Shortcutting… The Medal Count

31 Jul

How to present the Olympic Games ‘Medal Count‘? It is a conundrum that must be tackled by every country separately. Because, of course, every country wants to twist it to make their own result seem as good as possible. How can such straightforward facts be twisted?, one might ask. Well, the trick lies in the ranking. For there are two ways to rank countries: by total number of medals, or total number of gold medals followed by silver followed by bronze. I think the latter is the standard way, yet I remember seeing four years ago during the Beijing Olympics that the USA ranked medal hauls by the former method: total number of medals. Putting them above China. Coincidence? I think not. I know if I was in charge, that’s what I’d do. Unfortunately, team GB is doing pretty badly in both, so any sort of twisting wouldn’t have much effect, but interestingly we rank countries with the giving-gold-the-highest-weighting method, even though if we did it the other way we’d be doing better. I reckon the powers that be have taken a gamble here and bet that, come the finals of rowing, cycling and sailing events, we’ll manage to score a few golds, enough that the gold-weighting method is more beneficial to us. It’s all part of a cunning plan. But for now, we may console ourselves with the knowledge that we are doing the best out of the countries that haven’t won any golds. An almost-famous ranking that is somehow very British. We’re good at coming fourth too.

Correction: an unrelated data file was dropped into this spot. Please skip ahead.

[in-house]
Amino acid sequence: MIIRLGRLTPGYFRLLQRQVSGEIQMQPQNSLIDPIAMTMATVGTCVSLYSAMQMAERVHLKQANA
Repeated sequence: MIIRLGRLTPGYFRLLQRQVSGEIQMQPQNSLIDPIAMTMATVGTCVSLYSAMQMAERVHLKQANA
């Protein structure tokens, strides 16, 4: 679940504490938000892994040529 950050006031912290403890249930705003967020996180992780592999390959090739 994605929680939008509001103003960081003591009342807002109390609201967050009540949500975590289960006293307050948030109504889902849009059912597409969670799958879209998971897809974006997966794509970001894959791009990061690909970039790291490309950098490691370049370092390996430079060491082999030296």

So, is there anything else to learn from the Medal Count? While leaders China and the USA are fairly predictable, both countries having been good at everything for quite a long time now, looking just beneath these two makes for more interesting speculation. Last Olympics, we had Russia in third place, Great Britain in fourth (Woo! Almost on the podium!) , and Germany in fifth. This year, as things stand, we have France in third, South Korea in fourth, and North Korea in fifth. Then again, things are all pretty neck and neck so far. We’ve only had four days, after all. The top twenty are all within three golds of each other, which, given the number of events remaining, means that there’s everything to play for (to come third, that is). I’ll keep you updated (on my views and speculation – of course you’ll be avidly watching the rankings without my help).

But anyway, it’s not the winning that counts but the taking part, right? We’re all winners really…

Keep shortcutting,

Zoe

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